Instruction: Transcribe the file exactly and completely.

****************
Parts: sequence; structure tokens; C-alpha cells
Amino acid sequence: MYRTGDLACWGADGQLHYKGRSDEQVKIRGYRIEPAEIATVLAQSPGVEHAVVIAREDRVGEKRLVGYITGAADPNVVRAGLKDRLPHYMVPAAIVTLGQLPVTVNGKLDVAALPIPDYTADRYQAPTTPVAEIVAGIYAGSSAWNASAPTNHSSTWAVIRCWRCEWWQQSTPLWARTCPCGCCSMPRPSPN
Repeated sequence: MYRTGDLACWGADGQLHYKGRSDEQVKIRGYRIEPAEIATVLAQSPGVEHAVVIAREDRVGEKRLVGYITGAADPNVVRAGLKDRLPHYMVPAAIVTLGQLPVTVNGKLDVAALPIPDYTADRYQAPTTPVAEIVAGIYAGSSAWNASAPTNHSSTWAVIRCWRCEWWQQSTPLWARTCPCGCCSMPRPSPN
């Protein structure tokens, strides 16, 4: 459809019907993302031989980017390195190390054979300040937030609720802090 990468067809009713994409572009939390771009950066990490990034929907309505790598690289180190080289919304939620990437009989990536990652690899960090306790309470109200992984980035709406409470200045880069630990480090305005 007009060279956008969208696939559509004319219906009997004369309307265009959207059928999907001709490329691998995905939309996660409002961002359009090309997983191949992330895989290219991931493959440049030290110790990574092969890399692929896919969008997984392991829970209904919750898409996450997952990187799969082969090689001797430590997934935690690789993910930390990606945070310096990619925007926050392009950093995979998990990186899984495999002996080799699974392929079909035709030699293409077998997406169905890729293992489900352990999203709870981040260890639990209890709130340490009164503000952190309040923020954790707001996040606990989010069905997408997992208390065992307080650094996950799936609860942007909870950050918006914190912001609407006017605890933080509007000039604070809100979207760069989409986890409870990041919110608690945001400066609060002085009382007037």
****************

Parts: sequence; structure tokens; C-alpha cells
Amino acid sequence: MYRTGDLACWGADGQLHYKGRSDEQVKIRGYRIEPAEIATVLAQSPGVEHAVVIAREDRVGEKRLVGYITGAADPNVVRAGLKDRLPHYMVPAAIVTLGQLPVTVNGKLDVAALPIPDYTADRYQAPTTPVAEIVAGIYAGSSAWNASAPTNHSSTWAVIRCWRCEWWQQSTPLWARTCPCGCCSMPRPSPN
Repeated sequence: MYRTGDLACWGADGQLHYKGRSDEQVKIRGYRIEPAEIATVLAQSPGVEHAVVIAREDRVGEKRLVGYITGAADPNVVRAGLKDRLPHYMVPAAIVTLGQLPVTVNGKLDVAALPIPDYTADRYQAPTTPVAEIVAGIYAGSSAWNASAPTNHSSTWAVIRCWRCEWWQQSTPLWARTCPCGCCSMPRPSPN
């Protein structure tokens, strides 16, 4: 459809019907993302031989980017390195190390054979300040937030609720802090 990468067809009713994409572009939390771009950066990490990034929907309505790598690289180190080289919304939620990437009989990536990652690899960090306790309470109200992984980035709406409470200045880069630990480090305005 007009060279956008969208696939559509004319219906009997004369309307265009959207059928999907001709490329691998995905939309996660409002961002359009090309997983191949992330895989290219991931493959440049030290110790990574092969890399692929896919969008997984392991829970209904919750898409996450997952990187799969082969090689001797430590997934935690690789993910930390990606945070310096990619925007926050392009950093995979998990990186899984495999002996080799699974392929079909035709030699293409077998997406169905890729293992489900352990999203709870981040260890639990209890709130340490009164503000952190309040923020954790707001996040606990989010069905997408997992208390065992307080650094996950799936609860942007909870950050918006914190912001609407006017605890933080509007000039604070809100979207760069989409986890409870990041919110608690945001400066609060002085009382007037």